Staying began to feel like condemning myself forever to a wandering purgatory, and leaving felt like giving up an amazing privileged and opportunity. I had myself thoroughly wedged between these two options. To add to this drama, I can be a moody person and with some regularity find myself in multi-week long slumps (which vary from acedia to a more deep and despairing depression). Stir this all together and I was feeling pretty darn incapable of much other than just going through the motions.
In the depths of this state I spoke with one of my friends and mentors, who pointed out that I seemed to be obsessing with doing. As in, all I was asking myself were questions about what I should do next, and what I should be doing in order to be of benefit, or do in order to get myself out of my muddle, etc. He noted that I seemed to be neglecting being, and that maybe it was important for me that I actually do not try to make a decision to do anything. To resist making a decision would allow me the space to get a better sense of myself and my interests. And so, I took the option of a leave of absence. In effect, it's a decision to not make a decision.
That's the why.
This leave isn't just a delay though, a pause button. The important thing for me is how I am conducting myself now that I've left, and the attitude I bring to this time. I've been earnestly trying to explore this idea of being rather than doing. I'm typically always compelled to do things, to be productive in some sense, to take some action in the world that has some impact. But right now I am attempting to take a step back from myself and observe what's happening when I have those impulses. What is driving them? In what ways am I attached to them? What happens when they are frustrated, or when I purposefully choose an indeterminate path that neither satisfies or obstructs? What would happen if they were never satisfied, then who would I be? The attitude I'm trying to take with all of this is one of curiousity with myself, and an openness to not hold myself to the ways I, and others, have traditionally held me to.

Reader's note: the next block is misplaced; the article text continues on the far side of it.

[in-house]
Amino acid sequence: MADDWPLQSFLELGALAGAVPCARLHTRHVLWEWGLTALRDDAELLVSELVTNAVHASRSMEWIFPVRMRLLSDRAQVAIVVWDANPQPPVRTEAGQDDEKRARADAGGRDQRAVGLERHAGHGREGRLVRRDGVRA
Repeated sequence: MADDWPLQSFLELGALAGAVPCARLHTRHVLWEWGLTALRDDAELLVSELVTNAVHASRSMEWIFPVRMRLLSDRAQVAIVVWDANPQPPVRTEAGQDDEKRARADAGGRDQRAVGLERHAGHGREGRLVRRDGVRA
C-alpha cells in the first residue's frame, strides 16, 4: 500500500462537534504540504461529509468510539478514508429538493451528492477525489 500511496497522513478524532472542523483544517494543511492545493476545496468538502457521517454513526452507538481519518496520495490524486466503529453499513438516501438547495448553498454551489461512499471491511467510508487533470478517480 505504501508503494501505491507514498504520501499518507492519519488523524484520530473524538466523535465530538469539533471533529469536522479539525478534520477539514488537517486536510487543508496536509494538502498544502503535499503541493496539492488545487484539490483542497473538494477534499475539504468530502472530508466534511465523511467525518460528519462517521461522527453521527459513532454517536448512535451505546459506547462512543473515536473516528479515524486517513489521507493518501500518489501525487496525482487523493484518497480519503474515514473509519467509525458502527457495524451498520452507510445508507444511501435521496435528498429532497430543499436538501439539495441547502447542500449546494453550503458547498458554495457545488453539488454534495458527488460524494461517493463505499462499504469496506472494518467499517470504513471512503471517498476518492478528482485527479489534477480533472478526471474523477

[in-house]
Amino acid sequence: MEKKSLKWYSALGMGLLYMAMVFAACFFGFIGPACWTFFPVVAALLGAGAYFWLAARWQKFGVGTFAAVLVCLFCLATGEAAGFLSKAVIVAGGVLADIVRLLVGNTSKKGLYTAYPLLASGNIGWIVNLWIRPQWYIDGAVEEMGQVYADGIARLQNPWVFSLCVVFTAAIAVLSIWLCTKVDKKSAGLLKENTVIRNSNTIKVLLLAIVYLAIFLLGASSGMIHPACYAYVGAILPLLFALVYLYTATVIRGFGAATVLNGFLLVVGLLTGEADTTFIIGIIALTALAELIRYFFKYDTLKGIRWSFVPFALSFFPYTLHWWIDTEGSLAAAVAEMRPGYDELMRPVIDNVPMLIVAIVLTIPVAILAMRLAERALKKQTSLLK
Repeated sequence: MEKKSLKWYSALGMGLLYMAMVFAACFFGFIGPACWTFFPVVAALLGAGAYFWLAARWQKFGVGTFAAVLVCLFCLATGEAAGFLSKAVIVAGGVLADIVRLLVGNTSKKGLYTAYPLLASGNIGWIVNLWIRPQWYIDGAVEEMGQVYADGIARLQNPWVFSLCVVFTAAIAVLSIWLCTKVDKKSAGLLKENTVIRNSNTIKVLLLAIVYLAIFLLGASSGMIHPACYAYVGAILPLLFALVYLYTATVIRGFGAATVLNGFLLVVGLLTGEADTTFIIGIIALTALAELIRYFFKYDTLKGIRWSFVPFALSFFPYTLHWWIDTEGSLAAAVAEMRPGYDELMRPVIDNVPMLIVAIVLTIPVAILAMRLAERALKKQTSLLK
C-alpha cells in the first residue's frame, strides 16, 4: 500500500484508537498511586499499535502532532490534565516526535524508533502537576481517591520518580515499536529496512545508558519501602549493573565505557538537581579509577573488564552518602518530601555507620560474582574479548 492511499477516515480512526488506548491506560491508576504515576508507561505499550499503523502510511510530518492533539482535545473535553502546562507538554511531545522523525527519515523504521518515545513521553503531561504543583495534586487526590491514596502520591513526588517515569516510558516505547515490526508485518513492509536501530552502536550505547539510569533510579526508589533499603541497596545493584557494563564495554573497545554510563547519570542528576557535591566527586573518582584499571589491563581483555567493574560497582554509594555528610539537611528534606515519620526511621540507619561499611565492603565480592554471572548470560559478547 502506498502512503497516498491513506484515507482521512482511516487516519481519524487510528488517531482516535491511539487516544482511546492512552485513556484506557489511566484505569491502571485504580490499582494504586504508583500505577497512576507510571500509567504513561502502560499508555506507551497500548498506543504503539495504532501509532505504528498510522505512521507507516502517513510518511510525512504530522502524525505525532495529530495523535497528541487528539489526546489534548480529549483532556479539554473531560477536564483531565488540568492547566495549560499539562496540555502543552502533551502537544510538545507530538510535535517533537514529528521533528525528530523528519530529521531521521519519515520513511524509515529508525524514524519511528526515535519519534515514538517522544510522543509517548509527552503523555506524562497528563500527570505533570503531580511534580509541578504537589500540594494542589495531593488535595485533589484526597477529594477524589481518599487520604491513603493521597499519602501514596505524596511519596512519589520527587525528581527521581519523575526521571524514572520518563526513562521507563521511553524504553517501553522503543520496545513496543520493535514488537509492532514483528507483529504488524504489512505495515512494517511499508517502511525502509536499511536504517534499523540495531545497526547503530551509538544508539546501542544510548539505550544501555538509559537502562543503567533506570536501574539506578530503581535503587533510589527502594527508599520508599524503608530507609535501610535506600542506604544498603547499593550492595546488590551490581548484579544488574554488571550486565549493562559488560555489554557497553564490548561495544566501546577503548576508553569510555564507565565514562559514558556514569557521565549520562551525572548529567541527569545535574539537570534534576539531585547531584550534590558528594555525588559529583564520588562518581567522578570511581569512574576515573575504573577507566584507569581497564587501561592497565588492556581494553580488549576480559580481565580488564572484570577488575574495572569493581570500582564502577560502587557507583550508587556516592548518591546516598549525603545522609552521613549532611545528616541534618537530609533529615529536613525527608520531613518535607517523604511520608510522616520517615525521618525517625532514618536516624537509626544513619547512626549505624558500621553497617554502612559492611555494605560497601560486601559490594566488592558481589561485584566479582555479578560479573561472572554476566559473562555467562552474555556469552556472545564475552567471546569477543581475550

If you must know, in terms of what I've actually been doing with my time: I have been journaling quite a bit, attempting to keep a regular habit of sleep and meditation, running much more, taking formal instruction in yoga, and a doing few other sorts of the known healthy things to incorporate into one's life. I've also been taking time out to sleep in the shade of trees, and appreciate the summer weather, and spend time with friends. Additionally, I've also been volunteering at the usual places, as well as reading books and listening to lectures on cognitive science and mindfulness.
So that's that: the why and the what. Now you know.
EDIT: I forgot to include one important thought that has been with me through all of this. I feel incredibly fortunate to be able to be in the position to even have this decision about school to make. And even more, to have the luxury now to take this time off from work altogether (though I am picking up the odd day of work here and there). My father calls this a "necessary luxury" which I think is a wonderfully oxymoronic, yet somewhat truthful, phrase.
Notes from my graduate studies at the University of Toronto in the Department of Computer Science.
- ► 2010 (20)
- ► 2009 (70)